VETIVER + TREETOP FLYERS + JACKO HOOPER – THE BRUNSWICK, HOVE 15.12.19
Hailing from San Francisco, California, Vetiver, normally a four-piece folk band who have been playing and touring together since 2002, were last night distilled down to Andy Cabic, lead singer and songwriter, who played an acoustic solo set at The Brunswick Tavern in Hove. The audience were hungry for some soothing escapist music on this dark day in the countdown to Christmas and that is exactly what this sold-out gig provided.
Cabic was previously a member of The Raymond Brake, an indie-rock group from North Carolina, and if he’s not busy composing a new song, he’s playing bossa nova and house DJ sets in clubs, or helping curate a compilation of Japanese City Pop. Cabic loves nothing more than to experiment with sounds and collaborate with Thom Monahan, long time sound engineer, giving his songwriting flexibility and an organic quality.
The packed, hot venue eagerly awaited Cabic’s first tune, ‘Good Place’, a very pretty, soothing song, with the emotive lyrics “Good day to go fishing and catch the sunset in the hills”, which summed up the feelings inspired by this song. ‘Rolling Sea’ brought everyone that relaxed, warm feeling you get after a long day on the beach, filling your skin, clothes and soul with fresh air, Cabic’s voice was gentle and chilled, think Donovan combined with JJ Cale’s laid-back vibe. ‘Up On High’ was a gentle, dreamlike song which Cabic/Vetiver had written with a friend in Mendocino, California, this and ‘Pardon’, were my highlights of his well-balanced set.
‘Maureen’ was a very sweet love song, not insipid, but, like all his lyrics, poignant and lyrical and was followed by other more rousing songs including a cover version of Suzanne Vega’s ‘Gypsy’ and a new song ‘A Door Shuts Quick’.
The quiet and gentle songs changed as time went on to become more rousing, but all had the Vetiver inimitable style: the smell of freshly cut, aromatic grass, (the meaning of the word ‘Vetiver’) on a cliff top in the sunshine. Vetiver provided escape, we floated away into the blue with his songs, just what the appreciative audience needed on a dark, damp Sunday evening in Hove.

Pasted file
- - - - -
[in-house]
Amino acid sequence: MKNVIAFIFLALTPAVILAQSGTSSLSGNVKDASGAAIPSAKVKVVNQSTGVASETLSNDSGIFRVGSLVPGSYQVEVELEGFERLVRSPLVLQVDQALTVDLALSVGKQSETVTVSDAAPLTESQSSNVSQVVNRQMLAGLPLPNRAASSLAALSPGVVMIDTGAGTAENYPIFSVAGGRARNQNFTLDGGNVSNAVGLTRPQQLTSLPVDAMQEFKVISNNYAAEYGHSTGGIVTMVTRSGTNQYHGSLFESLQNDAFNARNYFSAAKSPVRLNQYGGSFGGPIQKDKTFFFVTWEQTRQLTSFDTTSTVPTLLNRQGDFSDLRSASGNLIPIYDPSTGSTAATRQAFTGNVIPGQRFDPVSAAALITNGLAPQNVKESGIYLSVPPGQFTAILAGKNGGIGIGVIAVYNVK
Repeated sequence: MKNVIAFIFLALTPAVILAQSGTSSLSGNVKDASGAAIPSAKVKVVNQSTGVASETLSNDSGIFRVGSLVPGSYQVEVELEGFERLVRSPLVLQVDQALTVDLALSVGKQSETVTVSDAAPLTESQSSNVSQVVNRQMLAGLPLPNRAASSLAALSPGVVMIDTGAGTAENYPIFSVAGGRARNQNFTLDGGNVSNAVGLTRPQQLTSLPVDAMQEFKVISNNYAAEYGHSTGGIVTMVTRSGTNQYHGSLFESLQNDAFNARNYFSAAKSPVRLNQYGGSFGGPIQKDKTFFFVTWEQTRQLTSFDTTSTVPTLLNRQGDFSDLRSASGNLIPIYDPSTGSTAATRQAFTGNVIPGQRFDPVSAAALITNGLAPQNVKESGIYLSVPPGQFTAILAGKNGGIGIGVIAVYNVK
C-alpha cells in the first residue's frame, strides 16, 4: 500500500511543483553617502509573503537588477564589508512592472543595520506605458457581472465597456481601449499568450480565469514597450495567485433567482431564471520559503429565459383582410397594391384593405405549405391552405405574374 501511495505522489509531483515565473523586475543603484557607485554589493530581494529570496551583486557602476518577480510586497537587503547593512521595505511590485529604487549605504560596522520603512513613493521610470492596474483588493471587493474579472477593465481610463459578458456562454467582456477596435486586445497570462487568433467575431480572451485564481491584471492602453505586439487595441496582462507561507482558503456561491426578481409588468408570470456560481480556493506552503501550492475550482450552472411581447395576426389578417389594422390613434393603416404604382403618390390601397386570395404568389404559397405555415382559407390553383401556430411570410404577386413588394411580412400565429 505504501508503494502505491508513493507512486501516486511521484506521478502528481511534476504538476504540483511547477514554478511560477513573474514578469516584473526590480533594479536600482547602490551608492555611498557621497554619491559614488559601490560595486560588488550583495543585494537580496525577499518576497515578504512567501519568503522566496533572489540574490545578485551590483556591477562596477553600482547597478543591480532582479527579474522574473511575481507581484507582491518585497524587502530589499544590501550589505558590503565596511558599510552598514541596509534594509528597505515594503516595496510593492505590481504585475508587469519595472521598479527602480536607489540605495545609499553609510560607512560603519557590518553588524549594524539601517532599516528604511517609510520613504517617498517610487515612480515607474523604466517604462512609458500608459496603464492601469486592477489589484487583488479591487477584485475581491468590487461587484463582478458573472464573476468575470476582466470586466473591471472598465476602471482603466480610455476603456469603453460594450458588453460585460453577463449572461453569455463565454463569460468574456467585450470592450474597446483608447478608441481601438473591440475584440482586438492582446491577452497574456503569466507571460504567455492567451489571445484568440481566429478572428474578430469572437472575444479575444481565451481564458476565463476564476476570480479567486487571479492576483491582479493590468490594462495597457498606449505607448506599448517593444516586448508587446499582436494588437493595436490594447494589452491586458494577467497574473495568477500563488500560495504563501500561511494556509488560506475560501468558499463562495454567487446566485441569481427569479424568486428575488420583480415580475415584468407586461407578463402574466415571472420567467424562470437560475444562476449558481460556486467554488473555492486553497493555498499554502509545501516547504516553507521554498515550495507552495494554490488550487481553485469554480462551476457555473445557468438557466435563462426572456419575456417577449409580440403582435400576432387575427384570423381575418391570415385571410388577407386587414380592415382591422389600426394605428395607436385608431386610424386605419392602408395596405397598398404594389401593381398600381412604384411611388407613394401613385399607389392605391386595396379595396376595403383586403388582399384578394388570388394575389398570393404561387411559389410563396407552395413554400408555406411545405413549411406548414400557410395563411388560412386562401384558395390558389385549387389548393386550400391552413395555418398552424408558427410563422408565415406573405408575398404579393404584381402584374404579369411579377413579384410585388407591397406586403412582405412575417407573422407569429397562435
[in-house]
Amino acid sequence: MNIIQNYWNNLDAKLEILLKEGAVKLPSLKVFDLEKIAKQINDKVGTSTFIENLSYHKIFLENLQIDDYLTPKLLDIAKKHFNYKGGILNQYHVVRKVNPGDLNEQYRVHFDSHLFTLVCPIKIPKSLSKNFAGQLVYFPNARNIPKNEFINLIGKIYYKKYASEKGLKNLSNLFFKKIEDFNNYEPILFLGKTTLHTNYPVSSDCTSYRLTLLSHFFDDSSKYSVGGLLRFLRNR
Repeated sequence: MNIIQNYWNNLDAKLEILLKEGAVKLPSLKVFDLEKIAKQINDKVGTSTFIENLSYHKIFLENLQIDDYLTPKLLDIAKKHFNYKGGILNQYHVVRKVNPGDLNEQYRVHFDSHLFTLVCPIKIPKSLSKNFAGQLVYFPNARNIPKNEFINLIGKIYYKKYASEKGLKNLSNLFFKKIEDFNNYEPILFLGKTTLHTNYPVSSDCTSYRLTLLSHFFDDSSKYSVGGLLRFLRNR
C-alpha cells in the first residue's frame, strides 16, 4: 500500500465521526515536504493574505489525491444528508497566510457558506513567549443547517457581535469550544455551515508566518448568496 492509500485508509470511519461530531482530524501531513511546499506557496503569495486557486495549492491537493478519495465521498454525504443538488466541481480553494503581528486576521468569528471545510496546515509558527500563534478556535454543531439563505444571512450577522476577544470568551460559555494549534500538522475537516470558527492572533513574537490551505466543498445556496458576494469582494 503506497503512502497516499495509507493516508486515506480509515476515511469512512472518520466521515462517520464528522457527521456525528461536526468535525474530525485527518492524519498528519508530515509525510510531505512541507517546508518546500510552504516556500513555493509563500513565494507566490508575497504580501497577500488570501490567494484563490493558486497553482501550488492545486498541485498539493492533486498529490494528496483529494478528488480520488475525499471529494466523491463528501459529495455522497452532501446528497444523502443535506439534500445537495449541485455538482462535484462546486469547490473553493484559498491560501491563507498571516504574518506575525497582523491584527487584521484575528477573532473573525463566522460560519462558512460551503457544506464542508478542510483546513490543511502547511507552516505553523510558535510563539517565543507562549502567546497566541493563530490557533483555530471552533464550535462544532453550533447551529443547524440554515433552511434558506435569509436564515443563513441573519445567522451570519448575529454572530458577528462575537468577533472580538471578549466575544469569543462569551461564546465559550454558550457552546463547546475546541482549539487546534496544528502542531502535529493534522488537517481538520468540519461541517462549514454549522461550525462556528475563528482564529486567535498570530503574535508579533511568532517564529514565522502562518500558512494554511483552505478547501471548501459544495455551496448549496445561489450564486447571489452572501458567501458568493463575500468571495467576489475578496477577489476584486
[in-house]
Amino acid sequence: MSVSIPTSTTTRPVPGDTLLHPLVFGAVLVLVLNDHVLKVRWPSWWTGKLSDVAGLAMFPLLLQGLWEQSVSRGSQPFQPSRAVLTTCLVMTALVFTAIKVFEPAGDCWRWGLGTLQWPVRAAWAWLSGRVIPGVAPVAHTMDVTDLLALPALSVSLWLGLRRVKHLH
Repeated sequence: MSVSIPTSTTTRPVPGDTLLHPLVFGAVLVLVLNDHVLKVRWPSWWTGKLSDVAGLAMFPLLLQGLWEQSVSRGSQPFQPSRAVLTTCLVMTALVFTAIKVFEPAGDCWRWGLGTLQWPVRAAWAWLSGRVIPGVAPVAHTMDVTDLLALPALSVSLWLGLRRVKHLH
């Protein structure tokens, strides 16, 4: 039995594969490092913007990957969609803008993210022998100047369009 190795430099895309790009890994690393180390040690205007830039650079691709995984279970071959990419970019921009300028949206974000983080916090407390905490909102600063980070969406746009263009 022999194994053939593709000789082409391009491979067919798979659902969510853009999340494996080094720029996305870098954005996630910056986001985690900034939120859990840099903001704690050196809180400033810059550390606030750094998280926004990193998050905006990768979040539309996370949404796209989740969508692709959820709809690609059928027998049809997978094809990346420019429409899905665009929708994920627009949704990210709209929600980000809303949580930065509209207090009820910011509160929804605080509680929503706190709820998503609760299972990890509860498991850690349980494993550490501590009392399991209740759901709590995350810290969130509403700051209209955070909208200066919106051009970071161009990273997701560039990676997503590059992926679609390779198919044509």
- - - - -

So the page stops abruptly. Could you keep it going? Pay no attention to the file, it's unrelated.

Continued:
Cabic, aka ‘Vetiver’, is currently on an extensive European tour promoting ‘Up On High’, the band’s latest album.
Vetiver setlist reads:
‘I Must Be In A Good Place Now’
‘Up On High’
‘Hard To Break’
‘Wanted, Never Asked’
‘Gypsy’ (Suzanne Vega cover)
‘A Door Shuts Quick’
‘I Know No Pardon’
‘To Who Knows Where’
‘Roll On Babe’ (Ronnie Lane cover), joined by Treetop Flyers
‘You May Be Blue’
Second on the bill were Treetop Flyers, an English folk rock band of three from London: Reed Morrison, Sam Beer and Laurie Sherman. Their debut album, ‘The Mountain Moves’, was released in 2013 and its production followed their winning the Emerging Talent competition at Glastonbury in 2011.
Last night the three sang a mix of their own songs, standouts being ‘Things Have Changed’, with lovely additional harmonies from Beer and Sherman, ‘I Knew I’d Find You,’ a personal favourite, ‘Needle’, ‘Is it Worth It?’ plus one cover of Jim Ford’s ‘Sound Of Our Times’, a soulful number which showcased Morrison’s distinctive vocals. The nice guitar playing from Sherman gave the songs at times shades of ‘The Faces’ and indeed, the band later joined Vetiver on stage for a lovely version of Ronnie Lane’s ‘Roll On Babe’.
The mixture of vocals with Morrison’s lead plus Sherman’s very pleasing guitar breaks made for a great set prior to Vetiver, these guys need their own tour again next.
Reed Morrison – acoustic guitar vocals
Sam Beer – keyboards, electric guitar, vocals
Laurie Sherman – electric guitar, vocals
Find out more at treetopflyers.co.uk
First on the bill was Jacko Hooper, who is a Brighton resident, and singer songwriter who, in his own words “combines acoustic noodlings with a soulful, emotive voice”. As I listened to his first song, ‘Beg, Steal Or Borrow’, I realised that, despite looking like Daniel Ratcliffe’s older brother, his strong voice sounded at times like Gene Pitney, soaring with great clarity, with an unusual phrasing. His self-penned numbers ranged from ‘What Do You Need?’, ‘Sink Or Swim’, about the sad lot of a singer songwriter, to ‘Run Away With Me’, a song Hooper normally sings in a duet with accompanying harmonies, and ‘I Love You, You Bastard’, about a successful singer songwriter who still found reason to complain about his life.
He sang a very good set of five of his own songs and provided great early support to Vetiver and Treetop Flyers.
Find out more at www.jackohooper.com
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